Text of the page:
Then there’s “racism” as lots of folks in Our Thing use it — whether because they’re “owning the insult,” or because of cold logic. An example of the former would be as a defensive strategy. “They obviously hate me just on general principles, so fuck them, I’m going to hate them right back.” The problems with this are obvious, but if we’re being honest — as must must, among friends — who hasn’t felt this? The latter is everything Derb said in “the Talk.” You’re damn right I’m assuming that young Black guy coming my way is a criminal. I have every reason to think he is, and pretty much no reason to think he’s not. Unless he’s dressed in a business suit, it’s high noon, and we’re in the middle of the high-rent district… and even then I’m going to be wary, because look, you don’t have to touch too many hot stoves before you start assuming that all stoves are hot, just on general principles.

      1. AvatarWOPR

        When I was much younger, I was sitting out in the grocery store parking lot while the wife ran in to get a few items. Two lanes over, I saw a car pull in with a couple of young, black males. My first thought, was “What are they up to?” My next thought was, “Don’t be a racist.” So, I ignored them for a couple of minutes. I happened to look up and notice they were still there. The passenger side door was open and the passenger kept leaning in and out. Then I saw the crowbar. They were trying to steal the SUV beside them. I scared them off.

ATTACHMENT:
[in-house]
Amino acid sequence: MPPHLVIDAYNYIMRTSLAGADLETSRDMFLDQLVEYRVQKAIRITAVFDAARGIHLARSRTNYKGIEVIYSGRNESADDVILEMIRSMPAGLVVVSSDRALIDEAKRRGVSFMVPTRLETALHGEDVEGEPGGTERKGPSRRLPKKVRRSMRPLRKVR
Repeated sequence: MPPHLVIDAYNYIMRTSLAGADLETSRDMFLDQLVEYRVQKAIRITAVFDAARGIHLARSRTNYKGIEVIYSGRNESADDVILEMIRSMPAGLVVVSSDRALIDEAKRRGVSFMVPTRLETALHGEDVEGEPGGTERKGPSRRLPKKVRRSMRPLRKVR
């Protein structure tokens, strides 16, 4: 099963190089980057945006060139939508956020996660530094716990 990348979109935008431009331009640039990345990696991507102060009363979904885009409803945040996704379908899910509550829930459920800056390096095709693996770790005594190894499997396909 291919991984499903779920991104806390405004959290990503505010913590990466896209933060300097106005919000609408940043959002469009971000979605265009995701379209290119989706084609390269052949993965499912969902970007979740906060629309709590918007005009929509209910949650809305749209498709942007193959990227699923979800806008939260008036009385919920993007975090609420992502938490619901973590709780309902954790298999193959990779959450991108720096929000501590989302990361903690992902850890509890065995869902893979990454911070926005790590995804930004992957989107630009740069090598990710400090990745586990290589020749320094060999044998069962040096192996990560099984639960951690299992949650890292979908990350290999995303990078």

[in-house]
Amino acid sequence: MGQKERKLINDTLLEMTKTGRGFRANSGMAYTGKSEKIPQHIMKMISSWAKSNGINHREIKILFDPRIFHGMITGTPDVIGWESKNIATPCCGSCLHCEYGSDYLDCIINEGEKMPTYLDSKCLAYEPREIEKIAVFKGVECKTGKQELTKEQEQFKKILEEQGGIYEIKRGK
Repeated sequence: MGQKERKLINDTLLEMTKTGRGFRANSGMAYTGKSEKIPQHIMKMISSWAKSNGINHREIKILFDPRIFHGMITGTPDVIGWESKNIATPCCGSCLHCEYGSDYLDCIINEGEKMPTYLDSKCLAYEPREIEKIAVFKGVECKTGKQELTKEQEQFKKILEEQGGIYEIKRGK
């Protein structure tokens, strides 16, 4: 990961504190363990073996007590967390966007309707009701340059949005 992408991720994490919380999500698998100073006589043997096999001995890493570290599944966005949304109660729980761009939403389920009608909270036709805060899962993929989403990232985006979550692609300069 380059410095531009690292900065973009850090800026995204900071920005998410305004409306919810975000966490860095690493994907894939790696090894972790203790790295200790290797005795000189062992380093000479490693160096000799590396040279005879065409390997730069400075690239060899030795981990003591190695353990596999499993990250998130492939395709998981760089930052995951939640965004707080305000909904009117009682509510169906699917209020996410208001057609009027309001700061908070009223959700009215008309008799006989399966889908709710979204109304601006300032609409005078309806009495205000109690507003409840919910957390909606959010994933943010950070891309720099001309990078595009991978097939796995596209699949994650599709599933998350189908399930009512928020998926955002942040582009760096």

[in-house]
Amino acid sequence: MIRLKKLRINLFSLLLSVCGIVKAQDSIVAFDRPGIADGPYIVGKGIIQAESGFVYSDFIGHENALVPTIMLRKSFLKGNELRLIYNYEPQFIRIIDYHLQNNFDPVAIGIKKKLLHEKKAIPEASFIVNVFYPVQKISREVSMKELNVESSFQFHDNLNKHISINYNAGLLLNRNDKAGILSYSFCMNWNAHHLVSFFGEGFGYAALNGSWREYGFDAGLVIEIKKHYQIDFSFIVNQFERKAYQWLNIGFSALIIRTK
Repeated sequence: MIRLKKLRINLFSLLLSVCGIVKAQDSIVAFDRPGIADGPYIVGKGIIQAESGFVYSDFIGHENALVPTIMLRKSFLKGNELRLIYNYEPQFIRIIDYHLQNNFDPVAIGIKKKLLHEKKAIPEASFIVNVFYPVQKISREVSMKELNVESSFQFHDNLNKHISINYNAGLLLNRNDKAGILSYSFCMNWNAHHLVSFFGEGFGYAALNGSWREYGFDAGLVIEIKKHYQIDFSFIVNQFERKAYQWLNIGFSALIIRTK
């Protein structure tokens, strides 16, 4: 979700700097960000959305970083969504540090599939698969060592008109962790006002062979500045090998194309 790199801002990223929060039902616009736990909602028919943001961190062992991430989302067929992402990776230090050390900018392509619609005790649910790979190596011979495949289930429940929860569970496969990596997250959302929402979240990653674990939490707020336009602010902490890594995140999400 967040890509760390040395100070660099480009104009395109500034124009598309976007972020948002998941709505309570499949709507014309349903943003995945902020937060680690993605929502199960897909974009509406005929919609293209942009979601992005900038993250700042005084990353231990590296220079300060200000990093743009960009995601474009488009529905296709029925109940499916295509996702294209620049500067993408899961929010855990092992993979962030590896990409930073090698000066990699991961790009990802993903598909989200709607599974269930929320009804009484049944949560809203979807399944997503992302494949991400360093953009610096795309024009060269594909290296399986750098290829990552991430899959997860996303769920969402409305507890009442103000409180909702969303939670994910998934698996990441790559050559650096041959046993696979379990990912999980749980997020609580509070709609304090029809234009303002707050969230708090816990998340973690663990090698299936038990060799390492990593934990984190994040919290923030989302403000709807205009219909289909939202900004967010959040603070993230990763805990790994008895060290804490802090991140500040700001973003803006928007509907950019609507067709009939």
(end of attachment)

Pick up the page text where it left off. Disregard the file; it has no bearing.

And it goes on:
That and a number of other interactions…..hot stove.

  7. Avatarjwm

    First, define the term.
    Racism has been neatly conflated with bigotry. They are not the same. Bigotry is just “Hate ’em all”. Period. Racism is acknowledging that there are differences between groups, and that those differences are important. Bigotry is unfair to the individual. Racism is the second hand smoke of human evil. We all prefer our own to the other.
    We are commanded to “Love thy neighbor”, not “like” thy neighbor. To love is to have feelings of closeness, intimacy, affection, and regard, to value the other as highly as one does one’s self. I cannot so “love” a stranger. So I take the “love thy neighbor” to mean that I would keep the commandments with the stranger, regardless of his immutable characteristics, as I would with my family. I would not steal from, bear false witness against, murder, or commit adultery with the stranger. That does not mean I need to live in proximity, desire his company, or choose to socialize with this person.

    JWM